There is evidence that PECS is easily learned by most students, with its primary benefit being a means for communication by children and adults who have little or no speech due to autism or other developmental disabilities. "PECS is recommended as an evidence-based intervention for enhancing functional communication skills of individuals with ASD (autism spectrum disorder)." [3] An initial concern was that PECS might delay or inhibit speech development however a recent review of several peer-reviewed studies found that "there is no evidence within the reviewed studies to suggest that PECS inhibited speech; to the contrary, if any effect was observed, it was facilitative rather than inhibitory."[4] The current consensus view of PECS is that it is well supported by academic research and is now used by many educators and families of special needs individuals.[5]


  1. ^ PECS Related Publications
  2. ^ Bondy AS, Frost LA (1994). The Picture Exchange Communication System. Focus on Autism and Other Developmental Disabilities, Vol. 9, No. 3, 1-19 (1994)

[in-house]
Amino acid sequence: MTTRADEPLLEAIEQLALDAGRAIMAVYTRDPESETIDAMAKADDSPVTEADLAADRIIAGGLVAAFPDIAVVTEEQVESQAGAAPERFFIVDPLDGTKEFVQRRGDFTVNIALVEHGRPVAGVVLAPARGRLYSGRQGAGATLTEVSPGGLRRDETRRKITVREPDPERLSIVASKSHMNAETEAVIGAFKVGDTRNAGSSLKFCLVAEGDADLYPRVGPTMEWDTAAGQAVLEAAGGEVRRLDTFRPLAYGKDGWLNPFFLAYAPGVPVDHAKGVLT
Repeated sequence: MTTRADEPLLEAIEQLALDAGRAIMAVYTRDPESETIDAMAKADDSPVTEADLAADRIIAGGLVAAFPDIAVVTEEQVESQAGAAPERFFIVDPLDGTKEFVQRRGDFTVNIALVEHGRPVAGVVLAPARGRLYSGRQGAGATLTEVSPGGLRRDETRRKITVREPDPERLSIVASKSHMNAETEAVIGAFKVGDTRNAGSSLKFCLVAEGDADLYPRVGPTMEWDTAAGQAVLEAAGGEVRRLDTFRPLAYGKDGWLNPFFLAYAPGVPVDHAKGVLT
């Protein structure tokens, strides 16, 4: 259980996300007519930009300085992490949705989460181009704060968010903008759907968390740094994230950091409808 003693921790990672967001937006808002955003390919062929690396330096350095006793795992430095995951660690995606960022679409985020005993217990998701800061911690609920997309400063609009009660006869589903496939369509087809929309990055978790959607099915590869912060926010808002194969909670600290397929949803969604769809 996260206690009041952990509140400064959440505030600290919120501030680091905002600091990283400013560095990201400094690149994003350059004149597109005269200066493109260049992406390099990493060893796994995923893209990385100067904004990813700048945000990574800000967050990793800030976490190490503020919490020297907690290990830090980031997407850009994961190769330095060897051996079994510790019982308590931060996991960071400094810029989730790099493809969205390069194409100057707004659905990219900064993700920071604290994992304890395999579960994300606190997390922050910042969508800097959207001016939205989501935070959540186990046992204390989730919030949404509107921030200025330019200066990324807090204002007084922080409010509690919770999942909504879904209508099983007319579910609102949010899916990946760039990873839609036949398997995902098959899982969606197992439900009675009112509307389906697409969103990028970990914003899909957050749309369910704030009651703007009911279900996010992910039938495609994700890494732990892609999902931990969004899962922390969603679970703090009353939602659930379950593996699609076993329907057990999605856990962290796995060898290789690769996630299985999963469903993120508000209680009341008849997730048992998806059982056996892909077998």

3. ^ Tien, K-C. (2008). Effectiveness of the Picture Exchange Communication System as a functional communication intervention for individuals with Autism Spectrum Disorders: A practice-based research synthesis. Education and Training in Developmental Disabilities, 43, 61-76.
  4. ^ Tincani, M. & Devis, K. (2010). Quantitative synthesis and component analysis of single-participant studies on the Picture Exchange Communication System. Remediation and Special Education (Online First), 1-13.
  5. ^ Sulzer-Azaroff, B., Hoffman, A., Horton, C., Bondy, A., & Frost, L. (2009). The Picture Exchange Communication System (PECS): What Do the Data Say? Focus on Autism, 24, 89-103.
  • Bondy, A.S., and L. Frost. 1994. "The Picture Exchange Communication System." Focus on Autistic Behavior 9(3):1-19.
  • Bondy, A.S. 2001. "PECS: Potential benefits and risks." The Behavior Analyst Today 2:127-132.
  • Mirenda, P. 2001. "Autism, Augmentative Communication, and Assistive Technology: What Do We Really Know?" Focus on Autism and Other Developmental Disabilities 16(3):141-151.
  • Bondy, A.S., and L. Frost. 2001. "The Picture Exchange Communication System." Behav Modif. 25(5):725-744.